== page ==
Following launch and a 333 day cruise to Mars, the Viking 2 Orbiter began returning global images of Mars prior to orbit insertion. The orbiter was inserted into a 1500 x 33,000 km, 24.6 hr Mars orbit on 7 August 1976 and trimmed to a 27.3 hr site certification orbit with a periapsis of 1499 km and an inclination of 55.2 degrees on 9 August. Imaging of candidate sites was begun and the landing site was selected based on these pictures and the images returned by the Viking 1 Orbiter. The lander separated from the orbiter on 3 September 1976 and landed at Utopia Planitia at 22:37:50 UT. Normal operations called for the structure connecting the orbiter and lander (the bioshield) to be ejected after separation, but because of problems with the separation the bioshield was left attached to the orbiter. The orbit inclination was raised to 75 degrees on 30 September 1976. The orbiter primary mission ended at the beginning of solar conjunction on 8 November 1976. The extended mission commenced on 14 December 1976 after solar conjunction. On 20 December 1976 the periapsis was lowered to 778 km and the inclination raised to 80 degrees. Operations included close approaches to Deimos in October 1977 and the periapsis was lowered to 300 km and the period changed to 24 hours on 23 October 1977. The orbiter developed a leak in its propulsion system that vented its attitude control gas. It was placed in a 302 x 33176 km orbit and turned off on 25 July 1978 after returning almost 16,000 images in 706 orbits around Mars.

The total cost of the Viking project was roughly one billion dollars. For a detailed description of the Viking mission and experiments, see "Scientific Results of the Viking Project," J. Geophys. Res., v. 82, n. 28, 1977.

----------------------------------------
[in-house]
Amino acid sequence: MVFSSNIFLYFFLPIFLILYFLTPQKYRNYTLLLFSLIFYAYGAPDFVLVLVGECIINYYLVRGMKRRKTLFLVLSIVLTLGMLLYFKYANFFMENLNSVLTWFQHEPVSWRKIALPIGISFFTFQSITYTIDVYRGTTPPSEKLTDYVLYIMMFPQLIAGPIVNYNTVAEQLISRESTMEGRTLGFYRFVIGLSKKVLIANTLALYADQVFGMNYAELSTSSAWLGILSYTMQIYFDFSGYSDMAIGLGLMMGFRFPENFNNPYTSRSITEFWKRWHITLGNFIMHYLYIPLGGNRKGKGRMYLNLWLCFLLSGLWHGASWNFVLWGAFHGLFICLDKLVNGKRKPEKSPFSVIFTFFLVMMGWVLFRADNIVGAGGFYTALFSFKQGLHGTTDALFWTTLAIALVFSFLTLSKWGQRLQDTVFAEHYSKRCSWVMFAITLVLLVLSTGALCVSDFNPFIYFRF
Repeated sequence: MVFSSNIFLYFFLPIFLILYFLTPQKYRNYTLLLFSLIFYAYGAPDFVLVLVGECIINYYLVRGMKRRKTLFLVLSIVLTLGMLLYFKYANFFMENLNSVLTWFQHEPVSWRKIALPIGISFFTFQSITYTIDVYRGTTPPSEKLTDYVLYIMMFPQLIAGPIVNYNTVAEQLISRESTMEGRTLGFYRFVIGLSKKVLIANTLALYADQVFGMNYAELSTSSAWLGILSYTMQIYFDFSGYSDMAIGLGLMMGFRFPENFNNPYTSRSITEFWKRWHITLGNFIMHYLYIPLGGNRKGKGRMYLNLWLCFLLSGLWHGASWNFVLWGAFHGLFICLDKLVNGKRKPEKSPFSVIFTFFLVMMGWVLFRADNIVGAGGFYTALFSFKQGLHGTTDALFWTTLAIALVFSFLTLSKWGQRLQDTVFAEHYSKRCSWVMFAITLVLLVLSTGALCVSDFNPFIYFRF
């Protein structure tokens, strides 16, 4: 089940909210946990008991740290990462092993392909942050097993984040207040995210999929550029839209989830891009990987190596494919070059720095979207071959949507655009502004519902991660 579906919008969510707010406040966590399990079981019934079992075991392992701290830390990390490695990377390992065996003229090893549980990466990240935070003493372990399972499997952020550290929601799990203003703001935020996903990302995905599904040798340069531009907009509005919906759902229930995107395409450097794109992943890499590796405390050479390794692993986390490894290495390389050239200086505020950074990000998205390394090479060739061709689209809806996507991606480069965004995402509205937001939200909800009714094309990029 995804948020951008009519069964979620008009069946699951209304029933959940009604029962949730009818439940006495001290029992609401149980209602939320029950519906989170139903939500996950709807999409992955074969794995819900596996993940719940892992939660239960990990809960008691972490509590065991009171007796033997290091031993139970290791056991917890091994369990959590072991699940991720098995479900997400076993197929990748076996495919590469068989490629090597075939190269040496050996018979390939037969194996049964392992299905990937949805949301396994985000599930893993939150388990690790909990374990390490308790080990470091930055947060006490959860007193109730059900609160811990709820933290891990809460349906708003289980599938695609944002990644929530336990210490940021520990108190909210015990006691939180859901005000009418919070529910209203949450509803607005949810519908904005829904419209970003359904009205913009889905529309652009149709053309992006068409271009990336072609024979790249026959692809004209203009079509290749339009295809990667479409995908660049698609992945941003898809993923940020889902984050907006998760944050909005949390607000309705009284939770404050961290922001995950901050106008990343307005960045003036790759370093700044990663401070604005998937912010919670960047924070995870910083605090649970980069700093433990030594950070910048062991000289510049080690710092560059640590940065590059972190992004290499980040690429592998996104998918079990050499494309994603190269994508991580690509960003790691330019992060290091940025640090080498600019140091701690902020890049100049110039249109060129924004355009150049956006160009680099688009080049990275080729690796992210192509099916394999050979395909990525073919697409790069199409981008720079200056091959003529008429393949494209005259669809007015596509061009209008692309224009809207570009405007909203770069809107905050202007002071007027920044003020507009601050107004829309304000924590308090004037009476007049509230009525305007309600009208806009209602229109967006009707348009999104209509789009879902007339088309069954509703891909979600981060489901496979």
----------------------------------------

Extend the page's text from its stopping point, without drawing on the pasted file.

Alternate Names

  • Viking Orbiter 2
  • Viking-A Orbiter
  • 08199

Facts in Brief

Launch Date: 1975-09-09
Launch Vehicle: Titan IIIE-Centaur
Launch Site: Cape Canaveral, United States
Mass: 883.0 kg
Nominal Power: 620.0 W

Funding Agency

  • NASA-Office of Space Science Applications (United States)

Discipline

  • Planetary Science

Additional Information

Questions or comments about this spacecraft can be directed to: Dr. David R. Williams.

 

Personnel

NameRoleOriginal AffiliationE-mail
Dr. Richard S. YoungProgram ScientistNASA Headquarters 
Mr. Walter JakobowskiProgram ManagerNASA Headquarters 
Mr. James S. Martin, Jr.Project ManagerNASA Langley Research Center 
Dr. Gerald A. SoffenProject ScientistNASA Langley Research Center 

Selected References

Tolson, R. H., et al., Orbit and position determination for Mars Orbiters and Landers, J. Spacecr. Rockets, 7, No. 9, 1095-1100, Sept. 1970.

Soffen, G. A., Scientific results of the Viking mission, Science, 194, No. 4271, 1274-1276, Dec. 1976.

Soffen, G. A., The Viking project, J. Geophys. Res., 82, No. 28, 3959-3970, Sept. 1977.

Snyder, C. W., The missions of the Viking Orbiters, J. Geophys. Res., 82, No. 28, 3971-3983, Sept. 1977.

Other Viking Information/Data at NSSDCA

NSSDCA Viking page

View some of the images taken of Mars by Viking and other missions

Viking image indexes - Includes an index of latitude and longitude of all Orbiter images

Related Information/Data at NSSDCA

Mars Page
Mars Fact Sheet
Mars Frequently Asked Questions

Other Sources of Viking Information/Data

Viking Lander Images (PDS Imaging Node)
PDS Geosciences Node
Viking Image Atlas of Mars
Center for Mars Exploration
Viking Computer Facility: Meteorology and Images
FTP access to selected Viking CD-ROMs